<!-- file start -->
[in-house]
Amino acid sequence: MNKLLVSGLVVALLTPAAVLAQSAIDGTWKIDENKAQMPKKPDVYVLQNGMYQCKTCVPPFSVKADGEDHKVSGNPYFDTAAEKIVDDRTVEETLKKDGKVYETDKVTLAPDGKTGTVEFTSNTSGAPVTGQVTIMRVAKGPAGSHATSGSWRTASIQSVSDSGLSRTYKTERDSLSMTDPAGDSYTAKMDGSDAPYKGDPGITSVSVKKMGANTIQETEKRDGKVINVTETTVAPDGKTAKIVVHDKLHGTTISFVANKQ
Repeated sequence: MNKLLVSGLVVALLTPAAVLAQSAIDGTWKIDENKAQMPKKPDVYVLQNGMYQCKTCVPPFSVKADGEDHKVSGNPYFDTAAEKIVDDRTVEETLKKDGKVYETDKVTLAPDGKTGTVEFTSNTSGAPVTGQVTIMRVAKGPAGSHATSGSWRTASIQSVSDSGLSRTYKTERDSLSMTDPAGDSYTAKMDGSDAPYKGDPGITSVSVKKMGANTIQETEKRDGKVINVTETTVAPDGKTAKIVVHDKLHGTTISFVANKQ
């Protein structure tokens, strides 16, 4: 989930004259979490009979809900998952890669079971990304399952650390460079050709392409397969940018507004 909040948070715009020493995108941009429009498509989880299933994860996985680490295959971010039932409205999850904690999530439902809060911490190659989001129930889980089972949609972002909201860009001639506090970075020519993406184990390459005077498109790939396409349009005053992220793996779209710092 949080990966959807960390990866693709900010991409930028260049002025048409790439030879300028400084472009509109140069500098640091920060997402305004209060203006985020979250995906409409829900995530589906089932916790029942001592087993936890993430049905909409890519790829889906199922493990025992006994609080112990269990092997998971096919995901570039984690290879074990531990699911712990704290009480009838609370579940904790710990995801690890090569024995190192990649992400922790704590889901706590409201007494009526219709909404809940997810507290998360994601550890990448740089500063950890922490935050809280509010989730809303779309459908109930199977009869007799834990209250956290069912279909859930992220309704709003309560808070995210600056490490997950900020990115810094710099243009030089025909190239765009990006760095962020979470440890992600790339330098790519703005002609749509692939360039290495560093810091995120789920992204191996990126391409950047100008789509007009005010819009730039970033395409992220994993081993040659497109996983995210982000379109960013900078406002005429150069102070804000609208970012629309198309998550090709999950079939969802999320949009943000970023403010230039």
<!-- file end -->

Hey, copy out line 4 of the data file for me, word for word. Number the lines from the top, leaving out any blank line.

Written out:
């Protein structure tokens, strides 16, 4: 989930004259979490009979809900998952890669079971990304399952650390460079050709392409397969940018507004 909040948070715009020493995108941009429009498509989880299933994860996985680490295959971010039932409205999850904690999530439902809060911490190659989001129930889980089972949609972002909201860009001639506090970075020519993406184990390459005077498109790939396409349009005053992220793996779209710092 949080990966959807960390990866693709900010991409930028260049002025048409790439030879300028400084472009509109140069500098640091920060997402305004209060203006985020979250995906409409829900995530589906089932916790029942001592087993936890993430049905909409890519790829889906199922493990025992006994609080112990269990092997998971096919995901570039984690290879074990531990699911712990704290009480009838609370579940904790710990995801690890090569024995190192990649992400922790704590889901706590409201007494009526219709909404809940997810507290998360994601550890990448740089500063950890922490935050809280509010989730809303779309459908109930199977009869007799834990209250956290069912279909859930992220309704709003309560808070995210600056490490997950900020990115810094710099243009030089025909190239765009990006760095962020979470440890992600790339330098790519703005002609749509692939360039290495560093810091995120789920992204191996990126391409950047100008789509007009005010819009730039970033395409992220994993081993040659497109996983995210982000379109960013900078406002005429150069102070804000609208970012629309198309998550090709999950079939969802999320949009943000970023403010230039």